Book Review of Magic Exists

I just read Magic Exists by Kim Booth. I was lucky enough to actually have time to just sit and read this book in one day, but it has a strong storyline and could have been read in bits and pieces in stolen moments of time over a longer course of time. I absolutely recommend this book to a wide YA audience!

dark colored cover of Magic Exists by Kim Booth
cover art of Magic Exists

I was a little concerned reading the description of the book, that there might be a lot of violence making it inappropriate for a classroom. However, while there is frequent mention of the main character, Milly, being abused by her family, the focus of the book is how she survives it and learns to overcome it. The pointed lesson of the book is how she is surrounded by love and how she can improve her lot in the world through understanding and love. It is possible that a reader might be triggered by a particular scene of abuse, but if the reader can make it through that, the book is full of healing.

In some ways, this is a revisit to The Secret Garden. We begin the story learning about the coping strategies attempted by Milly, a thirteen year old girl, suffering school bullying and parent neglect/abuse. Her coping strategies have allowed her to survive, but she is certainly not thriving, except in drama class when she can pretend to be someone else. We see the dichotomy of attentiveness between her mother and her grandmother as Milly craves the support of both. The turning point of the story is when Milly finds a secret garden, or at least such wonders were a secret to her. Trevor, a kind, giant of a man, introduces Milly to so many important lessons, from listening to garden self-sufficiency, homosexual acceptance to knowledge of clouds and space, to the magic of energies and tolerance. Each of these lessons could be heavy and hard, but with Rosie the kind horse and the blooming garden landscape we melt into the lessons as they cocoon around us. Along with Milly, we stretch our mind and bloom a little brighter ourselves.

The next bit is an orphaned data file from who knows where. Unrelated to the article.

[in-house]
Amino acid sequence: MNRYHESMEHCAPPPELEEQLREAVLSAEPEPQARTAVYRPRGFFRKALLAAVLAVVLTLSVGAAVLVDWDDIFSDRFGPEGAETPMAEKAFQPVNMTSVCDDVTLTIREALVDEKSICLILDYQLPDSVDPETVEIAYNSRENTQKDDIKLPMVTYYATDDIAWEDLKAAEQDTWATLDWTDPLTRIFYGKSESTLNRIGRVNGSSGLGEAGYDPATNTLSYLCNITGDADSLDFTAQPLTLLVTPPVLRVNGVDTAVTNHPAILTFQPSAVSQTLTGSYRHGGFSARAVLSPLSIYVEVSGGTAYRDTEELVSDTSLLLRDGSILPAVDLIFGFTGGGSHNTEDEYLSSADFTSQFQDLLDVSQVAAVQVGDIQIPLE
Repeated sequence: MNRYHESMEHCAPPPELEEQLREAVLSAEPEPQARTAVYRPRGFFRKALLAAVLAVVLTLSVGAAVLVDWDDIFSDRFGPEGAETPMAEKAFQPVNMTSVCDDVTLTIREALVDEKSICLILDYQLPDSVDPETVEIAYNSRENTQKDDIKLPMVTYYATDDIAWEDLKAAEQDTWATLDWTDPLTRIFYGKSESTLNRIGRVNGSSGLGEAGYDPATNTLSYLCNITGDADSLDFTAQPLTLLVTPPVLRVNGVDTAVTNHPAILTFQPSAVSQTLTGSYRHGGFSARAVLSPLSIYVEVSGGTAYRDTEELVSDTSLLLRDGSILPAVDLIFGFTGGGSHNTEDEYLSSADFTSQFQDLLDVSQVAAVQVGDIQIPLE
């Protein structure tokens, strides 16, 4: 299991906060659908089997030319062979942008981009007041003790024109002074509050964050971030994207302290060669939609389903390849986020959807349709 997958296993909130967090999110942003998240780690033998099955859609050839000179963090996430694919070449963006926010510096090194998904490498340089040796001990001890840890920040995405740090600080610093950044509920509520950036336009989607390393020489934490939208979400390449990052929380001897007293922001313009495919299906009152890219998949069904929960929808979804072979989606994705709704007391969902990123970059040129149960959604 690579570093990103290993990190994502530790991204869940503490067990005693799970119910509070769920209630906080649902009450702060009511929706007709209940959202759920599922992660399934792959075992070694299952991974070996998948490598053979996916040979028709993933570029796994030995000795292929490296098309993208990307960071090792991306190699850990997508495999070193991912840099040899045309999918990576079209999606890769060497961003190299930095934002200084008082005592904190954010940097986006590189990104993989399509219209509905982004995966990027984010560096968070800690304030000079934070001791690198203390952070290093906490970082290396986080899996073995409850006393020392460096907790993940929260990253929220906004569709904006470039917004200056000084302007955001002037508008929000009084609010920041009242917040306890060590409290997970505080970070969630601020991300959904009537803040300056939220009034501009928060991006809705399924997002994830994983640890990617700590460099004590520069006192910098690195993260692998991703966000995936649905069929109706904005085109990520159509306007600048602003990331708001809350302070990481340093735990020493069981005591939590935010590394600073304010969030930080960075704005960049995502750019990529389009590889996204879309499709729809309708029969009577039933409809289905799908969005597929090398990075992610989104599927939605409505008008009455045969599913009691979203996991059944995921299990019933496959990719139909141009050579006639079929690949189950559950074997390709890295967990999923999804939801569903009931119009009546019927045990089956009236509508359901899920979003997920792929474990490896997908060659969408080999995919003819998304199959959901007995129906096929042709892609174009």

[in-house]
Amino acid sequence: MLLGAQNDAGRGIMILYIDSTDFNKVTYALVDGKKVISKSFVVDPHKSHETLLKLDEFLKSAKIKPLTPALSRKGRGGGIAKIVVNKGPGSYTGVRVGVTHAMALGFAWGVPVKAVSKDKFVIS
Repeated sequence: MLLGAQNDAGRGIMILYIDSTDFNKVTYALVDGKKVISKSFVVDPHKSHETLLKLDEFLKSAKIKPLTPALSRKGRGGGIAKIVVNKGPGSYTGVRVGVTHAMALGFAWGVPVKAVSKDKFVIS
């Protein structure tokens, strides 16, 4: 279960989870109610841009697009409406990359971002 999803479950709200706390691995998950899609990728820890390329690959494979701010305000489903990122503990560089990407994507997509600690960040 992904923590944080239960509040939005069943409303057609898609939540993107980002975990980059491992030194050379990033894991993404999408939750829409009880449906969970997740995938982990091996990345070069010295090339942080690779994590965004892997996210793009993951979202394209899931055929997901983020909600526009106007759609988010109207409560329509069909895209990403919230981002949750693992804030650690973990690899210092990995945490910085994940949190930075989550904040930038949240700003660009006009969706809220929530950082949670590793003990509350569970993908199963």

This was both a powerful and a fun book to read. The message of healing comes clearly through –  how helping each other also helps ourselves. Opening one’s mind to the magical energies around us is key to our happiness and this book brings this lesson to life through the grungy realism that so many children can relate to. I do recommend this book for public libraries and classroom libraries, but I would hope that the teacher or librarian could note that it could trigger some readers of abuses they have suffered. For most readers, it is a story of growth and healing. The author, Ms. Booth, has done a fabulous job teaching through storytelling.

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